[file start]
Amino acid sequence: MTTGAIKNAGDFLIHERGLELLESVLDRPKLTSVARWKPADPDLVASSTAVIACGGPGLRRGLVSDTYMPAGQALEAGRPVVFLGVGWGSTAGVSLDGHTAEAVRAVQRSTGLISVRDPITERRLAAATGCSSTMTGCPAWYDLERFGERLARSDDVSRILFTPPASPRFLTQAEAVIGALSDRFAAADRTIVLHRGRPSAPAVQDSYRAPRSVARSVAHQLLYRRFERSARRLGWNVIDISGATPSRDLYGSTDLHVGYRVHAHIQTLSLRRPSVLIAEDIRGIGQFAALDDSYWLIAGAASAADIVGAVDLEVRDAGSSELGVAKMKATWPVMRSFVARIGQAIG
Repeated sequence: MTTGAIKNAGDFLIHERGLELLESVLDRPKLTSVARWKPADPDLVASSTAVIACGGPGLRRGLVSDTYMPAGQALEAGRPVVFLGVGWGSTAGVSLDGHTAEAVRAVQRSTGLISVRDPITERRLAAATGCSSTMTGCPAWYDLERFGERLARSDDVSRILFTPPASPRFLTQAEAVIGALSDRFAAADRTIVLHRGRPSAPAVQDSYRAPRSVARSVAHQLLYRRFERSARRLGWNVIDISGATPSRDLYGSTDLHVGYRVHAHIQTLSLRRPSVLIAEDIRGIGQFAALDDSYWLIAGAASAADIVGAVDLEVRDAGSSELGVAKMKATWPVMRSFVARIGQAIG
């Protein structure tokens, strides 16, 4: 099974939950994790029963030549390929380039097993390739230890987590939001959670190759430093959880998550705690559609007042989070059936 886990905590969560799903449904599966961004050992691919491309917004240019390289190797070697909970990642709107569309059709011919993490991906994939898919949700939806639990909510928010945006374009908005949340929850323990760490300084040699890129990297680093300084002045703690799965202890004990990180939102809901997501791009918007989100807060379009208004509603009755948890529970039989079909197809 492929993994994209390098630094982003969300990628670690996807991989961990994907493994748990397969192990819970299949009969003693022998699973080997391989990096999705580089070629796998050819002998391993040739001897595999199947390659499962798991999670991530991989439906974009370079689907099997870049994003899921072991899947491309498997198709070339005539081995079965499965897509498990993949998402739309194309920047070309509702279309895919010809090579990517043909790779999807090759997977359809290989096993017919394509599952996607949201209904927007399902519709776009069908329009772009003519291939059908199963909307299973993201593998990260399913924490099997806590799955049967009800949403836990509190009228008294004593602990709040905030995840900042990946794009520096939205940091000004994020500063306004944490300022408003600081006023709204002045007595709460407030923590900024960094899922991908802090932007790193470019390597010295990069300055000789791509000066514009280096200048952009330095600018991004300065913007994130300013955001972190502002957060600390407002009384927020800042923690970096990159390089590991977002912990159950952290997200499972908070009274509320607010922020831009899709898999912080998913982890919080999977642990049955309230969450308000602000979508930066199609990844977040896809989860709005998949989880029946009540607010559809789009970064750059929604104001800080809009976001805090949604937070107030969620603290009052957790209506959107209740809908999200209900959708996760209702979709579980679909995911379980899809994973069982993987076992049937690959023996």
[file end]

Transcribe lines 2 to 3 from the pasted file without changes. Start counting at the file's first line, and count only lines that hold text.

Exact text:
Repeated sequence: MTTGAIKNAGDFLIHERGLELLESVLDRPKLTSVARWKPADPDLVASSTAVIACGGPGLRRGLVSDTYMPAGQALEAGRPVVFLGVGWGSTAGVSLDGHTAEAVRAVQRSTGLISVRDPITERRLAAATGCSSTMTGCPAWYDLERFGERLARSDDVSRILFTPPASPRFLTQAEAVIGALSDRFAAADRTIVLHRGRPSAPAVQDSYRAPRSVARSVAHQLLYRRFERSARRLGWNVIDISGATPSRDLYGSTDLHVGYRVHAHIQTLSLRRPSVLIAEDIRGIGQFAALDDSYWLIAGAASAADIVGAVDLEVRDAGSSELGVAKMKATWPVMRSFVARIGQAIG
């Protein structure tokens, strides 16, 4: 099974939950994790029963030549390929380039097993390739230890987590939001959670190759430093959880998550705690559609007042989070059936 886990905590969560799903449904599966961004050992691919491309917004240019390289190797070697909970990642709107569309059709011919993490991906994939898919949700939806639990909510928010945006374009908005949340929850323990760490300084040699890129990297680093300084002045703690799965202890004990990180939102809901997501791009918007989100807060379009208004509603009755948890529970039989079909197809 492929993994994209390098630094982003969300990628670690996807991989961990994907493994748990397969192990819970299949009969003693022998699973080997391989990096999705580089070629796998050819002998391993040739001897595999199947390659499962798991999670991530991989439906974009370079689907099997870049994003899921072991899947491309498997198709070339005539081995079965499965897509498990993949998402739309194309920047070309509702279309895919010809090579990517043909790779999807090759997977359809290989096993017919394509599952996607949201209904927007399902519709776009069908329009772009003519291939059908199963909307299973993201593998990260399913924490099997806590799955049967009800949403836990509190009228008294004593602990709040905030995840900042990946794009520096939205940091000004994020500063306004944490300022408003600081006023709204002045007595709460407030923590900024960094899922991908802090932007790193470019390597010295990069300055000789791509000066514009280096200048952009330095600018991004300065913007994130300013955001972190502002957060600390407002009384927020800042923690970096990159390089590991977002912990159950952290997200499972908070009274509320607010922020831009899709898999912080998913982890919080999977642990049955309230969450308000602000979508930066199609990844977040896809989860709005998949989880029946009540607010559809789009970064750059929604104001800080809009976001805090949604937070107030969620603290009052957790209506959107209740809908999200209900959708996760209702979709579980679909995911379980899809994973069982993987076992049937690959023996």